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[/cs_text][x_accordion][x_accordion_item title=”Definition of hostage” open=”false”]Foreign Sovereign Immunities Act, 28 U.S.C. section 1605A(h)(2)
This definition is derived from the U.S. law definition of “hostage taking” in the Foreign Sovereign Immunities Act, 28 U.S.C. section 1605A(h)(2), which incorporates by reference the definition of “hostage taking” from Article 1 of the International Convention Against the Taking of Hostages (1979).
A “hostage” is: “Any person who is seized or detained against his or her will in order to compel a third party to do or abstain from doing any act as an explicit or implicit condition for the release of the person.” Note that this definition does not include persons who are lawfully seized or detained for taking a direct part in hostilities in the context of an armed conflict.[/x_accordion_item][x_accordion_item title=”Operating principles policy” open=”false”]The following principles underpin the work of Hostage US:
1. Family support
a. Hostage US treats all information it receives in confidence. It does not report to anyone on its discussions and interactions with families and former hostages unless it has their express permission to do so.
b. Hostage US will only inform government agencies or employers that it is supporting a family/former hostage with their express permission to do so.
c. If it is dealing with separate parts of the same family, Hostage US will not pass information between them and will allocate separate responders to each part of the family.
d. Hostage US does not state, privately or publicly, which cases it is working on or has worked on historically.
e. Hostage US does not comment in the media or on social media on individual cases.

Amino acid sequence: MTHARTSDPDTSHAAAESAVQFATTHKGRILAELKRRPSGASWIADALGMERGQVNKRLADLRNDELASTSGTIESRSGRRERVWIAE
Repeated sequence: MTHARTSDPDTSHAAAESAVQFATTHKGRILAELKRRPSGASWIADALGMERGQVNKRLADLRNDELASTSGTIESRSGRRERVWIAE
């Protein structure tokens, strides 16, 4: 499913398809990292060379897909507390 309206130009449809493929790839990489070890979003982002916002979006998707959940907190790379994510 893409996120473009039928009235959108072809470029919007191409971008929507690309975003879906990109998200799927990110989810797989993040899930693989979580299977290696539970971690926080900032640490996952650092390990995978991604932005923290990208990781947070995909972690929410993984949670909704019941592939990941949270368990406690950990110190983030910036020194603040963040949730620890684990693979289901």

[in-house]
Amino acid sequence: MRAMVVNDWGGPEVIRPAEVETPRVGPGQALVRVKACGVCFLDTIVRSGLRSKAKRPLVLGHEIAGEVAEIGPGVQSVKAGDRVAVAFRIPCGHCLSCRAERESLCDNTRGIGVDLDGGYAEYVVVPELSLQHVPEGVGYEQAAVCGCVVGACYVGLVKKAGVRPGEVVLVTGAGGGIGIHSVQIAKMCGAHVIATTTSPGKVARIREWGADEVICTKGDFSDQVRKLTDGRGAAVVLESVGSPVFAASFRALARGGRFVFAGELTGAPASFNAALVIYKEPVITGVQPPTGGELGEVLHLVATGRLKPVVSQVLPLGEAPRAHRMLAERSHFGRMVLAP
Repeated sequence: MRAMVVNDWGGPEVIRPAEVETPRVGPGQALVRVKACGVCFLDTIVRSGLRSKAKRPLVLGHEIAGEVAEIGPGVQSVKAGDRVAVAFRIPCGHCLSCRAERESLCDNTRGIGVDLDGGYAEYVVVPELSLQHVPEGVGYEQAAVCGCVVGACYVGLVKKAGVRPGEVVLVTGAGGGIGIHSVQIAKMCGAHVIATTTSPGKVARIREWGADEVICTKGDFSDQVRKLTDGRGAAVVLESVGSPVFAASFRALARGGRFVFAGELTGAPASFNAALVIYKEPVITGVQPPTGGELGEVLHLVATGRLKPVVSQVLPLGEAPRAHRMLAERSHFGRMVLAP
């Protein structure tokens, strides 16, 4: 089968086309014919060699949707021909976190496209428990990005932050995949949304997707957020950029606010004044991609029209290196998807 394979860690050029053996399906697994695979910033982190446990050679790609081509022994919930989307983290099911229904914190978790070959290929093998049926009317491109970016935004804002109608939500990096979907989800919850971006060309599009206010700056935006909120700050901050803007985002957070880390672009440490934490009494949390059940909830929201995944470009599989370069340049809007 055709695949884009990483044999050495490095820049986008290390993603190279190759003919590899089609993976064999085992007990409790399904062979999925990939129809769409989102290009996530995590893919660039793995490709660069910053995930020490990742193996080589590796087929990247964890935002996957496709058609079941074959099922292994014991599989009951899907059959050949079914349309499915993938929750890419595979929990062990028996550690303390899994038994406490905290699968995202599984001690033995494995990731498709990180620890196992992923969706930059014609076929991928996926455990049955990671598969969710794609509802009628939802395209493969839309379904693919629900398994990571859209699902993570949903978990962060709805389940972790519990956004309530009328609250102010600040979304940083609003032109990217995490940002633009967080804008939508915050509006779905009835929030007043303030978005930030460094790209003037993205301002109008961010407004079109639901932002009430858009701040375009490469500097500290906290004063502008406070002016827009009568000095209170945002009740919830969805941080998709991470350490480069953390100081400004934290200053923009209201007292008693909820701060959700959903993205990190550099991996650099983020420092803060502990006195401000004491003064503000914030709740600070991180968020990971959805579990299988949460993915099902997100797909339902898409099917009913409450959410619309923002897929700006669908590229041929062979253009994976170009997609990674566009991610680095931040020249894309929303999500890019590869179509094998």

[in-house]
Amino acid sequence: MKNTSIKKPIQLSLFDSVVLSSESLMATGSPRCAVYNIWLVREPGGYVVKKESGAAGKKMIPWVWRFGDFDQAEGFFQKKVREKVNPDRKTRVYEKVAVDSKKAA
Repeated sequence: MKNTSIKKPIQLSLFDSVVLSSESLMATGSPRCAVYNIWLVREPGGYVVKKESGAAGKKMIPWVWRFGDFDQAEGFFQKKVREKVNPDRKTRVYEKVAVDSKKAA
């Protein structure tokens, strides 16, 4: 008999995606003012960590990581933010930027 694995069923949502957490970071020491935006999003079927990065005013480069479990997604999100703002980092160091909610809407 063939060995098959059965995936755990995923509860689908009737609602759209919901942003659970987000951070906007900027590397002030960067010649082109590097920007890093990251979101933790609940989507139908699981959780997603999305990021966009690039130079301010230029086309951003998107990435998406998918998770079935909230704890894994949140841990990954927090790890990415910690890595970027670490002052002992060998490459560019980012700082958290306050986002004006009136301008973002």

f. Hostage US will not circulate media stories on social media relating to hostage releases for cases it has worked on without checking with family members and the returning hostage first.
g. Hostage US will always ask for explicit permission to use anyone’s identifiable information including names, stories, photos, etc. and always respect the privacy rights of the owners of that information while posting on social media.
b) Support not lead:
a. Hostage US is there to support the family and not take the lead in the case. All of its actions must be in support of the family, at their request, and must seek to underpin and reinforce the family or former hostage’s control of the situation.
b. Hostage US offers options, it counsels on information the family or former hostage has received, providing the pros and cons of different courses of action, but does not steer a family in a particular direction.
c. Once the family has made a decision, Hostage US supports them in that, whether or not it is the decision Hostage US would have preferred.
c) Professional distance:
a. Hostage US family support volunteers maintain a professional relationship with the families and former hostages they support. They do not seek to become ‘friends’, never hold meetings in the presence of alcohol, do not seek to become part of the family or friendship network or replace that in anyway.
b. The support is given in such a way that professional boundaries are made clear, mindful of the fact that those being supported are in a vulnerable position.
d) Free support:
a. All support is provided free of charge; Hostage US does not charge for any service to the families and hostages it supports.
b. Should families decide to pay for support from specialists recommended or introduced by Hostage US, this is done contractually between the family/individual and the specialist and is separate from the family/individual’s relationship with Hostage US. Hostage US does not benefit from such arrangements. Staff and directors of Hostage US are not permitted to benefit financially from any such arrangement.
e) Professional standards of care:
a. Hostage US ensures that its responders are properly trained in the necessary skills, and only engages professionals with the highest of professional reputations in their area of expertise.
b. Where Hostage US does not feel it is equipped to offer a particular kind of support, it will make this clear to the family. It will not attempt to help regardless, and doing so can have a detrimental impact.
c. Where it identifies skills and expertise gaps, Hostage US seeks to fill these through training or the recruitment of new pro bono advisors.
f) Position on payment of ransoms:
a. Hostage US does not have an official position on the payment of ransoms. Hostage US acknowledges that families find themselves in difficult positions in relation to ransom payment. To have a position one way or another could potentially interfere with Hostage US’s ability to support the family.